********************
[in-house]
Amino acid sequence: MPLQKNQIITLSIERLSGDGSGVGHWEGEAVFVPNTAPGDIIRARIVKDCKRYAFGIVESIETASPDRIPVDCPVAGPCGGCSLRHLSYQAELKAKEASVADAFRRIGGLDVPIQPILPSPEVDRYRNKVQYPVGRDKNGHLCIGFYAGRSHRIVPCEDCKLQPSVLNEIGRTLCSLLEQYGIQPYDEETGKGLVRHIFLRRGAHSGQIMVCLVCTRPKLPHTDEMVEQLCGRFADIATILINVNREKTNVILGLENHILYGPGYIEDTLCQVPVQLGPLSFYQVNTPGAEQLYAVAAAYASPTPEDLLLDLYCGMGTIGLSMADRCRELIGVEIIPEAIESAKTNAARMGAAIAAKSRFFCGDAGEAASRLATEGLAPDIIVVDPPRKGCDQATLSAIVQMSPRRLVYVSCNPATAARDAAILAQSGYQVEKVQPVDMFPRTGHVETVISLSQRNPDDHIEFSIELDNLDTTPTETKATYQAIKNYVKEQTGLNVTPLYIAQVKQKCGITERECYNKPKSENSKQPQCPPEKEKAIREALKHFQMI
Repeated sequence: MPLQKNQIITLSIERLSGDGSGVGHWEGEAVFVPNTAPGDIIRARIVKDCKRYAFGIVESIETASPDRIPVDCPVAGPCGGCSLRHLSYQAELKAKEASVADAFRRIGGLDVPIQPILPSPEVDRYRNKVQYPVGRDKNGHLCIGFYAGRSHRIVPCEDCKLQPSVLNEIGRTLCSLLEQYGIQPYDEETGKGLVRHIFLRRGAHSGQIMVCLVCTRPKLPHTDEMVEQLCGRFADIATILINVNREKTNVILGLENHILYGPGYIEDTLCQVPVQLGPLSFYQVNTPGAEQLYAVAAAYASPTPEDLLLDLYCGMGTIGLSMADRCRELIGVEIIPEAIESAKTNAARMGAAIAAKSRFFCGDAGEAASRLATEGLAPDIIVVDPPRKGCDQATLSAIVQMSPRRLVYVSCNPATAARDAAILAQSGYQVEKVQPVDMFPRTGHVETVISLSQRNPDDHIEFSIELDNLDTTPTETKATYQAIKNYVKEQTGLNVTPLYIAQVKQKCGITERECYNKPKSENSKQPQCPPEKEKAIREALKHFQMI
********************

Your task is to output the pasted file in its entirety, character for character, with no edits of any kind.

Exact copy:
[in-house]
Amino acid sequence: MPLQKNQIITLSIERLSGDGSGVGHWEGEAVFVPNTAPGDIIRARIVKDCKRYAFGIVESIETASPDRIPVDCPVAGPCGGCSLRHLSYQAELKAKEASVADAFRRIGGLDVPIQPILPSPEVDRYRNKVQYPVGRDKNGHLCIGFYAGRSHRIVPCEDCKLQPSVLNEIGRTLCSLLEQYGIQPYDEETGKGLVRHIFLRRGAHSGQIMVCLVCTRPKLPHTDEMVEQLCGRFADIATILINVNREKTNVILGLENHILYGPGYIEDTLCQVPVQLGPLSFYQVNTPGAEQLYAVAAAYASPTPEDLLLDLYCGMGTIGLSMADRCRELIGVEIIPEAIESAKTNAARMGAAIAAKSRFFCGDAGEAASRLATEGLAPDIIVVDPPRKGCDQATLSAIVQMSPRRLVYVSCNPATAARDAAILAQSGYQVEKVQPVDMFPRTGHVETVISLSQRNPDDHIEFSIELDNLDTTPTETKATYQAIKNYVKEQTGLNVTPLYIAQVKQKCGITERECYNKPKSENSKQPQCPPEKEKAIREALKHFQMI
Repeated sequence: MPLQKNQIITLSIERLSGDGSGVGHWEGEAVFVPNTAPGDIIRARIVKDCKRYAFGIVESIETASPDRIPVDCPVAGPCGGCSLRHLSYQAELKAKEASVADAFRRIGGLDVPIQPILPSPEVDRYRNKVQYPVGRDKNGHLCIGFYAGRSHRIVPCEDCKLQPSVLNEIGRTLCSLLEQYGIQPYDEETGKGLVRHIFLRRGAHSGQIMVCLVCTRPKLPHTDEMVEQLCGRFADIATILINVNREKTNVILGLENHILYGPGYIEDTLCQVPVQLGPLSFYQVNTPGAEQLYAVAAAYASPTPEDLLLDLYCGMGTIGLSMADRCRELIGVEIIPEAIESAKTNAARMGAAIAAKSRFFCGDAGEAASRLATEGLAPDIIVVDPPRKGCDQATLSAIVQMSPRRLVYVSCNPATAARDAAILAQSGYQVEKVQPVDMFPRTGHVETVISLSQRNPDDHIEFSIELDNLDTTPTETKATYQAIKNYVKEQTGLNVTPLYIAQVKQKCGITERECYNKPKSENSKQPQCPPEKEKAIREALKHFQMI